Range Report: Federal Range & Field .22 LR

As promised, I went to the range (DFW Gun Range, my all-time favorite) to test some “new” .22 ammo, to whit, the new budget Federal Range & Field variants.

So here are the two we’re going to be looking at:

and its hollowpoint brother:

Federal claims that the two are ballistically identical, so that’s what we’re going to test, fired through  my trusty Marlin 880SQ — but on a benchrest, not a bipod:

Added, in response to a comment below: I always run a boresnake through the barrel between testing different brands; then I fire a couple of fouling shots into the backstop, and then continue with the test. It’s not a “cleaning” (in the sense of a full field-strip cleaning), but for me it suffices.

First, a quick test of the zero, using my go-to CCI Mini-Max 36-grain hollowpoints as a benchmark, in a 5-shot string (and point of aim for all rounds was the center of the diamond):

No problem, with a called flier. They shoot a tad high because they’re light 36-grain bullets. So a couple clicks down on the scope, and I was ready to start the test. First came the Federal 40-grain “Range” ammo:

Ahem. That, dear Readers, is a 5-shot group, the very first time I’d ever shot this ammo. I’m pretty sure that someone else could do better than that, but not by much.

Now, the 38-grain “Field” variant:

Honestly, I didn’t do the ammo justice because the guy in the next lane was shooting an AK with a muzzle brake, and the concussion / bright flash was causing me to jerk the trigger as I tried to fit the string in between his shots. Failure. So I waited till he was reloading, and tried the 38-gr rounds again:

Much better, with the called flier on the left. Yes, as I suspected, the lighter 38gr Field hollowpoint bullets do strike a teeny bit higher than the 40-gr Range solids, but not by much, and it’s a good, solid group nevertheless.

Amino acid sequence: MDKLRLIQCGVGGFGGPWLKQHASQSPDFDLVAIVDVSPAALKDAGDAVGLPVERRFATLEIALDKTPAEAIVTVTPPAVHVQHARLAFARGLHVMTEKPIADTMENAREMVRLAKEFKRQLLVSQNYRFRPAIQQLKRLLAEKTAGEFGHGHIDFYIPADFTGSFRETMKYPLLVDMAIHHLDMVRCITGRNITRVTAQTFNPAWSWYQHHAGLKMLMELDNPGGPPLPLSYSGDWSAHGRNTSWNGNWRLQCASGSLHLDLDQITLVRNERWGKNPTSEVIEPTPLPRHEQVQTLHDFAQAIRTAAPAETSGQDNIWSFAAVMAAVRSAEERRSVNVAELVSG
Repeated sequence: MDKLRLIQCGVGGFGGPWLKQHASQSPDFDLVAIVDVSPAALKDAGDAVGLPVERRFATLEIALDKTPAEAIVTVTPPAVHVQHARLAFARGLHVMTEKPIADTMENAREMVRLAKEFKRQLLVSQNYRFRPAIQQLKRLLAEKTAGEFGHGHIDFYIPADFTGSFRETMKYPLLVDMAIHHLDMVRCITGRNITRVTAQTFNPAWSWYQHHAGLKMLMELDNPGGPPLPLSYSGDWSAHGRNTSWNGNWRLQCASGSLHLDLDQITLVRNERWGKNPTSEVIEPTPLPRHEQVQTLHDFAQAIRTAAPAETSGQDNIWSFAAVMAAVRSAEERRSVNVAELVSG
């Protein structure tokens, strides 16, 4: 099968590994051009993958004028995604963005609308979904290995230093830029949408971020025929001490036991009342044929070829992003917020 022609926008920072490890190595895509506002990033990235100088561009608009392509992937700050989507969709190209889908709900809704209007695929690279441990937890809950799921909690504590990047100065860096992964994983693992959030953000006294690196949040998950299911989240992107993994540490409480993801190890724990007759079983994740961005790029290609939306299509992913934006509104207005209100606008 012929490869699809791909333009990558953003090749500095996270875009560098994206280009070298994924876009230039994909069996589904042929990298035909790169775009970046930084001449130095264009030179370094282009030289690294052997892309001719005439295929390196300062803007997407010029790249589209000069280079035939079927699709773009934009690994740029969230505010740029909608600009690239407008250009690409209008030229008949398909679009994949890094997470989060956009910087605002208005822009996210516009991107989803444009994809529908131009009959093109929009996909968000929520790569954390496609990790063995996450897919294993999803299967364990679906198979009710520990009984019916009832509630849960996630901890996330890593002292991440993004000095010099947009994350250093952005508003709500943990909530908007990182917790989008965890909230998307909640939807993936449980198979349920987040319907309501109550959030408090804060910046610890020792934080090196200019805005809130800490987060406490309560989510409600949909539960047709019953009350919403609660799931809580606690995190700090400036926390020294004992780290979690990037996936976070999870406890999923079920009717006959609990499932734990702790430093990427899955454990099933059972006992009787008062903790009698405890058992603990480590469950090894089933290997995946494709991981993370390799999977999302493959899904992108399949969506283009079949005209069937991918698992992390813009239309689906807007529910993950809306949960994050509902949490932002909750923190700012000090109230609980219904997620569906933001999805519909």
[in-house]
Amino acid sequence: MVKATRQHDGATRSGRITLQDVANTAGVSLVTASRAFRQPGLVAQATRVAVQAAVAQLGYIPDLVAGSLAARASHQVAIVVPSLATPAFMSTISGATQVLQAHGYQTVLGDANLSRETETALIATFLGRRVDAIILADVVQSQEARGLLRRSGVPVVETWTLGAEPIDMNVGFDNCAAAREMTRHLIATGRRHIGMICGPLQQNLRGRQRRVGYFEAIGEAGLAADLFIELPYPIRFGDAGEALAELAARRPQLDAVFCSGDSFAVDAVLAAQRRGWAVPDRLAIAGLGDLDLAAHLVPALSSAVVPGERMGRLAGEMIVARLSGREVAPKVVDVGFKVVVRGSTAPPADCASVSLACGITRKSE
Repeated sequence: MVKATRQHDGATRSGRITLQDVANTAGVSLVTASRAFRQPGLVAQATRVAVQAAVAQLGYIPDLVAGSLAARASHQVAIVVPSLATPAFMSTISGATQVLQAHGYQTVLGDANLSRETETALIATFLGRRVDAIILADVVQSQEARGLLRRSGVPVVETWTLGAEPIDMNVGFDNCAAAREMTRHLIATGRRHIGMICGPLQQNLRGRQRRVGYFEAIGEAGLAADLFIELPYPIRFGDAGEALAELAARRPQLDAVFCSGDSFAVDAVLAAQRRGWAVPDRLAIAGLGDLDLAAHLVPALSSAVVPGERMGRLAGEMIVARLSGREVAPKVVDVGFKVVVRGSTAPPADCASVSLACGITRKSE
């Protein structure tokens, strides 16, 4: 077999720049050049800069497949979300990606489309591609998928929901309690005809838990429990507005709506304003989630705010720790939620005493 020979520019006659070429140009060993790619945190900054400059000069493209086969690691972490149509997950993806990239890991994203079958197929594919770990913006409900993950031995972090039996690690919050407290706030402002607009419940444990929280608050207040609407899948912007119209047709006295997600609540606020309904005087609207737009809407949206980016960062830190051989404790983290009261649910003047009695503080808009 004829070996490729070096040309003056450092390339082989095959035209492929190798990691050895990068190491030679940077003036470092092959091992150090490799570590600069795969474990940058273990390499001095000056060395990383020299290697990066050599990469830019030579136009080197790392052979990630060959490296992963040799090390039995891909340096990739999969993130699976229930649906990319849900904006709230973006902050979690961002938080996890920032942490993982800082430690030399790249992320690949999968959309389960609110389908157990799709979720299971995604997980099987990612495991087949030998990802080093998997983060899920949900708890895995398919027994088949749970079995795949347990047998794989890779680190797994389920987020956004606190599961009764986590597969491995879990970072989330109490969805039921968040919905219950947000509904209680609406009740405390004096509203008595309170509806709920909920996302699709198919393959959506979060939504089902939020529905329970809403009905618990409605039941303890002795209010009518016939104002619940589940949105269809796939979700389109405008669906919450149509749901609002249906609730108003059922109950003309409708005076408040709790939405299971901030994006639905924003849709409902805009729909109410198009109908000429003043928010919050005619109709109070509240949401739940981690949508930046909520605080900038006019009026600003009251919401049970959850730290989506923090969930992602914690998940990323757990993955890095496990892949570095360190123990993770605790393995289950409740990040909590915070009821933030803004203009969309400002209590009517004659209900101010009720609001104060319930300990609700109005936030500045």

I shot both ammo types a dozen or so more times each (without any significant differences from the initial groups), and I can honestly say that I think the Federal Range 40gr lead roundnose ammo is the bee’s knees — and its low price makes it a definite entry into the “plink all day” category. The Field 38gr copper hollowpoints? I’m going to hold off for a while and maybe do a little more testing — maybe compare it to other .22 hollowpoint ammo. It doesn’t seem to offer as tight a group, but as I said, I’m going to give it another session to make sure.

Finally, let me offer the usual caveats: these results came from my rifle, my scope and my level of shooting skill. Your results may differ — and in fact, they probably will, so it’s up to you. Rimfire guns are also notoriously picky as to their “favorite” ammo, and what works beautifully in one rifle will be awful in another. The Marlin 880SQ seems to love the Federal Range 40gr LRN ammo — and as proof I’ll show you another target result, using Winchester Super-X 40gr LRN this time:

I have a jillion rounds of the Super-X stuff because I got a honking deal on it about a decade ago and bought accordingly. I normally use this ammo exclusively in my Taurus pump-action because that’s what I plink with, but the grouping above is typical for this ammo in my guns: quite some variation between cartridges from the same box (which didn’t happen with either of the Range & Field types). A variation doesn’t matter when I’m looking for minute-of-Coke-can, but it does if I’m doing some serious shooting.

Anyway: my conclusion is that this new budget ammo from Federal performs much better than a budget cartridge can be expected to. Give it a shot for yourselves.

Up next: Federal Automatch .22, which should arrive in the next few days. Watch this space.